Session Title: Antiphospholipid Syndrome
Session Type: Abstract Submissions (ACR)
Background/Purpose: Antiphospholipid syndrome (APS) is an autoimmune clotting disorder of unknown etiology targeting a major autoantigen, β2-glycoprotein I (β2GPI). Infectious triggers have been implicated in transient autoantibody production, but the persistent stimuli for anti-β2GPI antibodies remain unknown. Given the vast antigenic potential of the gut microbiota, we hypothesize that human gut commensal bacteria induce and sustain autoreactivity via cross-reactivity. To this end, we characterized APS PBMC reactivity to in silico candidates and determined fecal autoantibody production.
Methods: Protein BLAST and Clustal Omega were used to identify commensal protein sequences with high homology to β2GPI-dominant epitopes. Using anaerobic cultures, we grew isolated candidate and control strains. Blood and stool samples were obtained from anti-β2GPI-positive patients, non-autoimmune thrombophilia patients, and healthy controls. Stool DNA was isolated using the MoBio extraction kit. A novel species-specific real-time PCR strategy was developed and validated using isolated strains and defined fecal microbiomes. In vitro proliferation of PBMC to bacterial protein extracts was assessed by [3H]-thymidine incorporation. An in-house ELISA was established with high-binding plates to analyze anti-β2GPI levels in plasma and fecal supernatants.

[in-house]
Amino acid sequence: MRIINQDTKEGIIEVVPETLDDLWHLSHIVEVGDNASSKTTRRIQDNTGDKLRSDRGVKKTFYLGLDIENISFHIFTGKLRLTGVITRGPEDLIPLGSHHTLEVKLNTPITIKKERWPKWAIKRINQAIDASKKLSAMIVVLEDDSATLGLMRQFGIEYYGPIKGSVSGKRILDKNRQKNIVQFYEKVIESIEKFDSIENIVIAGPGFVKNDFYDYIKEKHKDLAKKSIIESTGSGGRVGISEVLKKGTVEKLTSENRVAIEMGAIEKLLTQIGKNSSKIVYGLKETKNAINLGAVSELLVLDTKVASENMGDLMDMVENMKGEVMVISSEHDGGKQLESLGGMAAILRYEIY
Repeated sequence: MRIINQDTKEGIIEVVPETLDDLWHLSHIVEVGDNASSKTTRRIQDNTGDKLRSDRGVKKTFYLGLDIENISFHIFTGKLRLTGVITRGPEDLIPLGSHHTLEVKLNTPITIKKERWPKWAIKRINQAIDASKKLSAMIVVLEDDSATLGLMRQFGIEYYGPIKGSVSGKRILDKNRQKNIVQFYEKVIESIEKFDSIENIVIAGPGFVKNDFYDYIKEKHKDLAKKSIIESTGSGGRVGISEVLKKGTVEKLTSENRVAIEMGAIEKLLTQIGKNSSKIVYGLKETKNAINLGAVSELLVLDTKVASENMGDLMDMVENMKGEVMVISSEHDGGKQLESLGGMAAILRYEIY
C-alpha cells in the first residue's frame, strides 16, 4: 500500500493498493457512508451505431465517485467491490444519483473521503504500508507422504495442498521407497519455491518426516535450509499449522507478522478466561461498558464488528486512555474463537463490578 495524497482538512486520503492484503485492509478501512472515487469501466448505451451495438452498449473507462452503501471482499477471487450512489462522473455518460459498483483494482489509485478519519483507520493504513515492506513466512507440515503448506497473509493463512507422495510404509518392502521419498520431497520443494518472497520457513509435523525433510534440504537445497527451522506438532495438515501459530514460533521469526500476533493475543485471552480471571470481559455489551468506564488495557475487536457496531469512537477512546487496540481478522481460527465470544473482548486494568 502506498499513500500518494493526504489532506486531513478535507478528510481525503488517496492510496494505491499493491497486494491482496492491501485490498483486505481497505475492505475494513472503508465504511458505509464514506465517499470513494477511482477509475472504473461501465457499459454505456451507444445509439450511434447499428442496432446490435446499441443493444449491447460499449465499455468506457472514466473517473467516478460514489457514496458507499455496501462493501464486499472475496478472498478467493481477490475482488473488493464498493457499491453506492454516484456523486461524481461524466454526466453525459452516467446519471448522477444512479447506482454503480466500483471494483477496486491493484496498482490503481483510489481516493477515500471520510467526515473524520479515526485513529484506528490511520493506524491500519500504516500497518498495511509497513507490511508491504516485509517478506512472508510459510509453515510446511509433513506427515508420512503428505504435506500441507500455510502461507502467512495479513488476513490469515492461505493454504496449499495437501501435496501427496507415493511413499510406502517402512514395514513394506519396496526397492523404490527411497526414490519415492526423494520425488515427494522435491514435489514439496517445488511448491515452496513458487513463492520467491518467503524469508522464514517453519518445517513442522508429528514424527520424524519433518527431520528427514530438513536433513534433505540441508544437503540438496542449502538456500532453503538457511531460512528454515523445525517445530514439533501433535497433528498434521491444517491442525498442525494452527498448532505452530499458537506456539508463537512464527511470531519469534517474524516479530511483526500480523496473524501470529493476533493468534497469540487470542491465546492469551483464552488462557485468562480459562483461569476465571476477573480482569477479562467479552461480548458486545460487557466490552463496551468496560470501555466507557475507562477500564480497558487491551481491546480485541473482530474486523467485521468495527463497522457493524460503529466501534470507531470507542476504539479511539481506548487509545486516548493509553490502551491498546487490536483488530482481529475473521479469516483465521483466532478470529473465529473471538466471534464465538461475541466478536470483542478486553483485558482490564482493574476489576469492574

Results: Systematic in silico searches revealed Roseburia intestinalis as a major candidatefor cross-reactivity. R. intestinalis is a common colonic gram-positive, flagellated, mucus adhering commensal containing high homology to the main B and T cell epitopes of β2GPI. R. intestinalis colonization load was semi-quantified in patients and controls using real-time PCR. APS PBMC proliferated significantly more to protein extracts from R. intestinalis versus control subjects (n=5-6; p=0.0002), and also compared to the closely phylogenetically related, but mimic-deficient gut commensal Eubacterium rectale (n=6, p=0.020). Importantly, we were also able to detect anti-β2GPI IgA antibodies in APS fecal supernatants, which differed significantly compared to controls (n=14-15; p=0.0019).
Conclusion: We have identified a major cross-reactive commensal candidate in silico with high homology to dominant β2GPI epitopes and developed a highly specific real-time PCR-based screening strategy. APS PBMCs proliferated significantly more to candidate protein extracts compared to controls. Furthermore, we report, to our knowledge, for the first time fecal autoantibody production in a non-gut autoimmune disease. Production of fecal anti-β2GPI IgA in patients with peripheral blood anti-β2GPI IgG supports our hypothesis of a gut mucosal, cross-reactive trigger in APS, which we are actively pursuing.
S. M. Vieira,
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ACR Meeting Abstracts - https://acrabstracts.org/abstract/lymphocyte-proliferation-to-a-cross-reactive-gut-commensal-candidate-in-antiphospholipid-syndrome/